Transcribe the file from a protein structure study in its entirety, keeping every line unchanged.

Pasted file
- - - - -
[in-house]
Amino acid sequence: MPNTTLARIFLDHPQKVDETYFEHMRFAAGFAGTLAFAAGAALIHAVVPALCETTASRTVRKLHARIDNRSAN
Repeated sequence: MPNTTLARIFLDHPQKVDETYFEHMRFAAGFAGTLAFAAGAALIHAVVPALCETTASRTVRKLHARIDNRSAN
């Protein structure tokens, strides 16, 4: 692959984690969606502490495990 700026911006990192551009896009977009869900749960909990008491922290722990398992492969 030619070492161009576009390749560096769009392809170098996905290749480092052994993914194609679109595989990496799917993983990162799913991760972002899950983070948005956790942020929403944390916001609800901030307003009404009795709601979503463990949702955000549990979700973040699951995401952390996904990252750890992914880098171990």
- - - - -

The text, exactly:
[in-house]
Amino acid sequence: MPNTTLARIFLDHPQKVDETYFEHMRFAAGFAGTLAFAAGAALIHAVVPALCETTASRTVRKLHARIDNRSAN
Repeated sequence: MPNTTLARIFLDHPQKVDETYFEHMRFAAGFAGTLAFAAGAALIHAVVPALCETTASRTVRKLHARIDNRSAN
């Protein structure tokens, strides 16, 4: 692959984690969606502490495990 700026911006990192551009896009977009869900749960909990008491922290722990398992492969 030619070492161009576009390749560096769009392809170098996905290749480092052994993914194609679109595989990496799917993983990162799913991760972002899950983070948005956790942020929403944390916001609800901030307003009404009795709601979503463990949702955000549990979700973040699951995401952390996904990252750890992914880098171990």